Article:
‘Missing link’ misconceptions
What does the term ‘missing link’ mean? Is it helpful, or misleading? Do evolutionists need to find multiple fossils of both sexes to establish an evolutionary link? What about ‘minimum breeding sizes’? CMI’s Dr Carl Wieland clears up these and other questions in today’s feedback.
Peter L. from Canada writes:
Firstly, I want to say that I love Creation Magazine. But I am curious about this whole “missing link” thing. Shouldn’t they be talking about the missing links? After all, don’t they need one male and one female? And not only just two but, if I recall my old biology, isn’t the minimum breeding group 12 pairs? So we are really talking about 24 “missing links”?
Yours in. Christ
CMI’s Dr Carl Wieland responds:
Dear Mr L.
Thanks for your email and the opportunity to clear up what seem to be some misunderstandings/misconceptions. First, it is in any case a lay/journalistic term that has just ‘developed’ to have certain connotations. Some leading evolutionists themselves often decry others, including other evolutionists, for using the term ‘missing link’ in any case; and for a number of reasons.
One is that there are many links in a chain, so to imply that only one is missing means that once one is found between A and B, call it C, now there is a ‘missing link’ between A and C, and another between C and B.
In any case, what we are talking about is usually fossil evidence. And when such a fossil is found, even though it might only be one fossil, it is reasonable to assume that it represents a whole population. So just because a specimen is labelled e.g. ‘Java Man’, and might be hailed as the (or a) ‘missing link’, it would not be fair to evolutionists, really, to say that their use of the singular means that they believe or are implying that there was only the one, let alone only that gender. Far from it. So I trust that you can see from this that the whole question your email raises about one male and female is, really, beside the point, as is the question of a minimum breeding population.
While on the issue of a minimum breeding population, however, note that this can be a bit misleading too without further explanation. One can start a population with a male and female of any animal or human group today, so the minimum breeding population is two, regardless. How many problems that population encounters due to the close inbreeding in the first few generations, giving rise to many recessive mutations matching up, depends on such things as the mutational load in that population (which increases with time the further one gets from creation, hence the reason why Adam and Eve’s offspring would not have that problem in those early generations, despite the inevitable intermarriage of close relatives—see our Creation Answers Book chapter on Cain’s Wife (from creation.com/store) or see the Free Resources section on the front page of creation.com for free chapter downloads). Note also that the genetic flexibility/resilience of any population, (i.e. its ability to adapt to changing conditions and hence to resist or forestall extinction in the face of environmental challenges) will be decreased by a decrease in the variability contained in its gene pool. Thus mongrel dogs, compared to the varieties which have been bred from them, are more genetically diverse and more flexible/resilient. Thus, taking two of any animal population X today and breeding a new population from them means one is starting with a subset of that gene pool of X (call it X’) and so the new population X’ will be less flexible/resilient than its ancestors. And remember that X itself may already be a genetically thinned out version of some earlier group. For example, dingoes, coyotes, wolves etc. would have descended from a more genetically rich ancestral group on the Ark. They are the same created kind, as can easily be shown by the fact that they still interbreed today.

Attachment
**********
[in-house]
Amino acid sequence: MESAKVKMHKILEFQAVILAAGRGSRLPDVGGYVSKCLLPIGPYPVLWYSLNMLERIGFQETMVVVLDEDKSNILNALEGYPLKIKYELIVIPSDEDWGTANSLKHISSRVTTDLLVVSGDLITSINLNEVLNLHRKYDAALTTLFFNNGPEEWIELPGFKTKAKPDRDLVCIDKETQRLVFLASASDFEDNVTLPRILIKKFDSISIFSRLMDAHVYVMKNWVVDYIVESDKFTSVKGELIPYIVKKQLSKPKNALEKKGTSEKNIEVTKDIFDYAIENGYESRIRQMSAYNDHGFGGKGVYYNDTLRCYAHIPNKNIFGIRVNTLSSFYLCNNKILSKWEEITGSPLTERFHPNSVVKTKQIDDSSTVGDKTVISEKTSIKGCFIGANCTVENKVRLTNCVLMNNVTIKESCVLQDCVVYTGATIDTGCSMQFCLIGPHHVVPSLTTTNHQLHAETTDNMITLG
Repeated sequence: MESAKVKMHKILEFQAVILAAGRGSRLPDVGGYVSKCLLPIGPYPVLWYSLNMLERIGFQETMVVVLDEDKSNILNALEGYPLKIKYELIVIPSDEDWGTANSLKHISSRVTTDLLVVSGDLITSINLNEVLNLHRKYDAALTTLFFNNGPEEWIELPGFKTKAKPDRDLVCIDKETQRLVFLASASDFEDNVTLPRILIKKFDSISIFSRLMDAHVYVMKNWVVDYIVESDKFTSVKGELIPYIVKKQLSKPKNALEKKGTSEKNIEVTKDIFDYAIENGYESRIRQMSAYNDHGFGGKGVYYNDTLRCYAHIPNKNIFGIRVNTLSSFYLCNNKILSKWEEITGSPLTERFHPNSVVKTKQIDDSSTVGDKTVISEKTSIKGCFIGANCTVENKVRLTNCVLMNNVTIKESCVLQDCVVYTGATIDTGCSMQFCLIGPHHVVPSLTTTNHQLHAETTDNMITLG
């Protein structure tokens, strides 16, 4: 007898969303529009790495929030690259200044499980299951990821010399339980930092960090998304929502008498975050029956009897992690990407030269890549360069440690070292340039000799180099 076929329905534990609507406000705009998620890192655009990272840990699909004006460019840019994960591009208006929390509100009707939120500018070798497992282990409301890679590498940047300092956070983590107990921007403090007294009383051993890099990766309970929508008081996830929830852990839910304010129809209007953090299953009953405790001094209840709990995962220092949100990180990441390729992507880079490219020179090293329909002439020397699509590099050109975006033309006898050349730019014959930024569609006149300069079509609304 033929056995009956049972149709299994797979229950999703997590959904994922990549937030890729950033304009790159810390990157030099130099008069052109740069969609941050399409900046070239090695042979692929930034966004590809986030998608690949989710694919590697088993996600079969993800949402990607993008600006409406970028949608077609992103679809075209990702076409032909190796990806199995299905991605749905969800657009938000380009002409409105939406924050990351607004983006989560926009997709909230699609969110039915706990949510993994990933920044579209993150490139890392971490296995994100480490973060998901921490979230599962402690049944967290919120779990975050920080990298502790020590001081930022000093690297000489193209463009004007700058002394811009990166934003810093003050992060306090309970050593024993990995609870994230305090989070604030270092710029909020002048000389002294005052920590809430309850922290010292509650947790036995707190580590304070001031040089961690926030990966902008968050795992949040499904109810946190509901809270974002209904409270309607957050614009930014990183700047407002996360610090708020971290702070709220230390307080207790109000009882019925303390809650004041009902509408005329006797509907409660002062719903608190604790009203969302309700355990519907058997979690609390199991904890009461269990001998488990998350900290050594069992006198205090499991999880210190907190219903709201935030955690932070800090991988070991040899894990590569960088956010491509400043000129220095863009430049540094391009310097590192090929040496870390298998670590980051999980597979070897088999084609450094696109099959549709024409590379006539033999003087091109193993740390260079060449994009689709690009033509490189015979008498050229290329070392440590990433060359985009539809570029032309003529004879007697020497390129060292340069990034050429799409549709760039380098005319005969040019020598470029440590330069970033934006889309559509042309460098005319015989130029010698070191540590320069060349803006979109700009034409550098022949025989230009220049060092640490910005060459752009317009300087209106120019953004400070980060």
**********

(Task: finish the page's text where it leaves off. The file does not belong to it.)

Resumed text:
I hope this has been helpful. Thank you for your kind comment about the magazine.
Sincerely in Christ,